When The Guv’ner was in his sixties, he developed a lump in his groin which of course he never mentioned. One day, Sid’s mother found him doubled up in pain on the wooden settle in the kitchen, his head on the table, groaning loudly. She was terrified enough to send for “the chap” as they referred to a friend called Frank Bradley, to go and fetch the doctor. The doctor was a dapper little Welshman called Price who often called in at the farm on his morning rounds. Purely social his visits were as he was well acquainted with the presence of the pewter jug in the kitchen cupboard. On these visits he would stand with his back to the fire, a glass in his hand and try and convince Willum that the world was indeed round and not flat as Willum firmly believed.
On this visit however, he quickly diagnosed a strangulated hernia which required urgent attention. The family were united in refusing to allow The Guv’ner to go to hospital as people died there, so it was decided that the urgent operation must be carried out at the farm. The front parlour was rapidly prepared, furniture was carried out and clean sheets were spread about. The large kitchen table was carried into the room and scrubbed until it was spotless. All the spare oil lamps were assembled in the room as there was no electricity in the house. Every utensil was filled with water to be boiled on the kitchen range. The Guv’ner undressed and put on his nightshirt and in due course, an eminent specialist arrived along with his registrar, two nurses and an anaesthetist. This major operation was then carried out on the kitchen table with absolute success. The Guv’nor made a complete recovery and lived on for many years.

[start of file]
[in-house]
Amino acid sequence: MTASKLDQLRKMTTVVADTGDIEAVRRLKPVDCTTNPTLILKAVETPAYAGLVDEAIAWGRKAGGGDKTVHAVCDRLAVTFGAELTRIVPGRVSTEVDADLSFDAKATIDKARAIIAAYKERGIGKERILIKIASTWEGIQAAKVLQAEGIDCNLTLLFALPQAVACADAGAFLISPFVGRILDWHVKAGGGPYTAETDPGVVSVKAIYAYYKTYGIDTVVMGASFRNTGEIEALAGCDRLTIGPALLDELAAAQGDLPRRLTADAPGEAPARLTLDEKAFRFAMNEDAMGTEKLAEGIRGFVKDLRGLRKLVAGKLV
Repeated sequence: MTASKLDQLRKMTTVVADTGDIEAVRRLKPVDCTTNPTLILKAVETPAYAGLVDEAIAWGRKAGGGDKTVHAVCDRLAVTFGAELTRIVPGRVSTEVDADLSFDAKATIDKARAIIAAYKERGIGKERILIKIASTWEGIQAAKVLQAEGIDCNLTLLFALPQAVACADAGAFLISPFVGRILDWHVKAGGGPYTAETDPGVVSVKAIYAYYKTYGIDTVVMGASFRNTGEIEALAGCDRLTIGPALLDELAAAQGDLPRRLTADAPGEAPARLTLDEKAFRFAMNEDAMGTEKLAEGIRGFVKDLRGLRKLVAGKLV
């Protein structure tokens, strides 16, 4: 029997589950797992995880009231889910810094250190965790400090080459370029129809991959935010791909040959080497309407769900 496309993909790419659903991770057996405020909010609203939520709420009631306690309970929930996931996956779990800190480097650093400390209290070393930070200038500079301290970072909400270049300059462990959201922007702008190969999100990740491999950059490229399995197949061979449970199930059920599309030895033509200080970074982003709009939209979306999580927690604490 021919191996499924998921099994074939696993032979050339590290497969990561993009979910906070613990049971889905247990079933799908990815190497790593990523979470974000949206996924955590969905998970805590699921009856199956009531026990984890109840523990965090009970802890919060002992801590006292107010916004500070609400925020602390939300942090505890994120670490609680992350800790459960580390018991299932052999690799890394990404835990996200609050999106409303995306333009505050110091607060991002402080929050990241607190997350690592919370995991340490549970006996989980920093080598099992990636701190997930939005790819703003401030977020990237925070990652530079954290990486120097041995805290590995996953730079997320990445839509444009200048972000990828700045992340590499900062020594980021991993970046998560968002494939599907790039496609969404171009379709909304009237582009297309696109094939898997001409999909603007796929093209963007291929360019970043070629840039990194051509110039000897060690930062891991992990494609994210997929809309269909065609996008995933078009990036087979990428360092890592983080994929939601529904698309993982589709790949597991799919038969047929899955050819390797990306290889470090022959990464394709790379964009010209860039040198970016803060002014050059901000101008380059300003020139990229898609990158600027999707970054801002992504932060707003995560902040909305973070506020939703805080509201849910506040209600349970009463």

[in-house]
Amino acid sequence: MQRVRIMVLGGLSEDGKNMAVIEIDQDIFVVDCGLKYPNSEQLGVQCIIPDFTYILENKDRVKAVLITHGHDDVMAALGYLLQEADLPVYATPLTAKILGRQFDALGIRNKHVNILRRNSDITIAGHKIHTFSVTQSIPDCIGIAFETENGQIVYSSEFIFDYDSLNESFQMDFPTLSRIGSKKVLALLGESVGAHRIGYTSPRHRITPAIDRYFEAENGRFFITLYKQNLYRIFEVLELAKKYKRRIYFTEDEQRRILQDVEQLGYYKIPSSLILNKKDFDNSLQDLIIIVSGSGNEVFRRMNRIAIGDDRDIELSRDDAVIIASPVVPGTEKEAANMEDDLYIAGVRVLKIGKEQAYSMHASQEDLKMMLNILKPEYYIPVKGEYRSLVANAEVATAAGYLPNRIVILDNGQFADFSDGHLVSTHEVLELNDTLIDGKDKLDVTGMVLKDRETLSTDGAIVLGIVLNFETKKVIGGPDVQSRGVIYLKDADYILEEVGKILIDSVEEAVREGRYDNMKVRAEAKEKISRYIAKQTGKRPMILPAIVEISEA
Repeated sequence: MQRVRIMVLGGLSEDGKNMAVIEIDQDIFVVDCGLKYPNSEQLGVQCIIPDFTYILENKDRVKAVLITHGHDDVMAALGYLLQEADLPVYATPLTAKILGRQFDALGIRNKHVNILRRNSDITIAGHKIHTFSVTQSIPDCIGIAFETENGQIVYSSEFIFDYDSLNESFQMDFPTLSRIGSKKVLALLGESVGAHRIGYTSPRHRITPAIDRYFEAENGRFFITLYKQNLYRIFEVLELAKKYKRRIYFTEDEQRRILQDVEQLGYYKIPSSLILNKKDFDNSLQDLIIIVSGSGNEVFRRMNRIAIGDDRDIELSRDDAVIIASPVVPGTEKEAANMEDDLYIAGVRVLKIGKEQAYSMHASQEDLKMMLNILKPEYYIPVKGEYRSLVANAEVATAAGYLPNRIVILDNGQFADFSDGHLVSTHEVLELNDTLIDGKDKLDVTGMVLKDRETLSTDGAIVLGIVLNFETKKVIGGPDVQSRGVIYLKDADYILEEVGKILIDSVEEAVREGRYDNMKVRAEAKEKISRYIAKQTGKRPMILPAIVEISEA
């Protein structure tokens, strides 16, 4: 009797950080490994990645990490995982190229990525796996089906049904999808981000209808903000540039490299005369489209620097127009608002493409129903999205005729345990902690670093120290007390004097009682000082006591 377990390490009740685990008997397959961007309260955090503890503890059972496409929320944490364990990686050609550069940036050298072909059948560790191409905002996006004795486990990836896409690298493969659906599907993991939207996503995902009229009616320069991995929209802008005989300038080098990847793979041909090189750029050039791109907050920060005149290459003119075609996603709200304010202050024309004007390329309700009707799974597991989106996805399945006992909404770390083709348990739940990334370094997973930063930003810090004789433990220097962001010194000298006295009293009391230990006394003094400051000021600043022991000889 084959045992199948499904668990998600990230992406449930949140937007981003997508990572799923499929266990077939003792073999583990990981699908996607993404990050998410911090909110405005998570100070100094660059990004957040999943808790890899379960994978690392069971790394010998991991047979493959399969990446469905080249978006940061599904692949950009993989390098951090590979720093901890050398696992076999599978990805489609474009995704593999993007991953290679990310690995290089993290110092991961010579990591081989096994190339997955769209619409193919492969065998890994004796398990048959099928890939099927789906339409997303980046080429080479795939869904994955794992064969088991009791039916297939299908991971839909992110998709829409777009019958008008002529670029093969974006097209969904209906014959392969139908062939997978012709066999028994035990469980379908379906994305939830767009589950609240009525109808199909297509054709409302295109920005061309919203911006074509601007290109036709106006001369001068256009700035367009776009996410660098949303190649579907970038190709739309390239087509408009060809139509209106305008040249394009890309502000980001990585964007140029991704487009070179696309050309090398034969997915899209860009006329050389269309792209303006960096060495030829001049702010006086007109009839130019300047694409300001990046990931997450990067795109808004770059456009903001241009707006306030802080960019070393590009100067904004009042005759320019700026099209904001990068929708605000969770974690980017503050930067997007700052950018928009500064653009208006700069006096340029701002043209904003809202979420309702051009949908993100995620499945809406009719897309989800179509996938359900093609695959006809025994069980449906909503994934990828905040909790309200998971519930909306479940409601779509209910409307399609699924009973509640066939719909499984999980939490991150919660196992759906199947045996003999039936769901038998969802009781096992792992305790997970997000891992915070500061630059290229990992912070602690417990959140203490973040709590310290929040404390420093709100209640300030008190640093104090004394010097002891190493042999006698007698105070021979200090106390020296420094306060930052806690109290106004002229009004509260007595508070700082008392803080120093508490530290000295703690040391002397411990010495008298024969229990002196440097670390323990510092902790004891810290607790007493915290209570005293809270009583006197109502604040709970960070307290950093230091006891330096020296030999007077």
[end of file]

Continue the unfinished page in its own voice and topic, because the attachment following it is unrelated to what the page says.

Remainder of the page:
Another eccentric member of the family who Bess recalled was second cousin Lily who was a dress maker by profession. She was of medium height with black, frizzy hair which she washed with a paraffin rinse because she firmly believed that this action would stop her hair from turning grey. As she was rather fat and perspired freely, she did not smell as sweetly as her name implied. Lily favoured floral material for her dresses which usually had four pointed cuffs, sashes and lots of frills. Her face was pale and full, like the moon and she had a large brown mole on the side of her nose. She had lost a tooth here and there but she was an incurable romantic and never lost hope that one day, a handsome young farmer would come along and sweep her off her feet. Sadly, he never did.
To watch the daily ritual she undertook in preparation for a meal was a feast by itself. She would lift a seat cushion and then take two elastic bands and a copy of the evening newspaper. She draped the points of her sleeves over each wrist and put a band on each one. This was to prevent the cuffs from trailing in the gravy. She then took a folded sheet of newspaper and cut a large, ‘U’ shaped piece out of it. This was then opened and placed over her head like a huge bib. The object of this was to catch any bits of food that fell from her fork because she shoveled her food into her mouth with amazing speed.
On summer Sunday evenings when the family were all assembled, Lily, wearing one of her latest creations, would go into the garden and pick as large a flower as she could find, usually a full blown rose or a deep red peony. The flower would then be pinned to her ample bosom. She played the zither quite well and sang in a high, sweet voice. The family were then treated to a recital of ballads such as ‘Pale Hands I Loved Beside the Shalimar,’ ‘The Sheik of Araby,’ or maybe, ‘Where My Caravan has Rested.’ The songs were accompanied with many elaborate hand movements as she played the little harp.